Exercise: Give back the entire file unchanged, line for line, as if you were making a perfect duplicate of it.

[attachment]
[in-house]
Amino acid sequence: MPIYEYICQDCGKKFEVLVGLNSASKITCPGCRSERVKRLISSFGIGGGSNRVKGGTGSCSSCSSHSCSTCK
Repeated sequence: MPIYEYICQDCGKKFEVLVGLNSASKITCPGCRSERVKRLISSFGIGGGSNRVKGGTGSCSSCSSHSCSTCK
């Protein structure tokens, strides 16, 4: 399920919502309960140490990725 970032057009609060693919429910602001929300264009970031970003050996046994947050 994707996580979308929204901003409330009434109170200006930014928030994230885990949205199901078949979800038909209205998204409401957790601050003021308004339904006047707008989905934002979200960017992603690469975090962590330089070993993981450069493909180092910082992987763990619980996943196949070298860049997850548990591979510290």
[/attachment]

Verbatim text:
[in-house]
Amino acid sequence: MPIYEYICQDCGKKFEVLVGLNSASKITCPGCRSERVKRLISSFGIGGGSNRVKGGTGSCSSCSSHSCSTCK
Repeated sequence: MPIYEYICQDCGKKFEVLVGLNSASKITCPGCRSERVKRLISSFGIGGGSNRVKGGTGSCSSCSSHSCSTCK
């Protein structure tokens, strides 16, 4: 399920919502309960140490990725 970032057009609060693919429910602001929300264009970031970003050996046994947050 994707996580979308929204901003409330009434109170200006930014928030994230885990949205199901078949979800038909209205998204409401957790601050003021308004339904006047707008989905934002979200960017992603690469975090962590330089070993993981450069493909180092910082992987763990619980996943196949070298860049997850548990591979510290």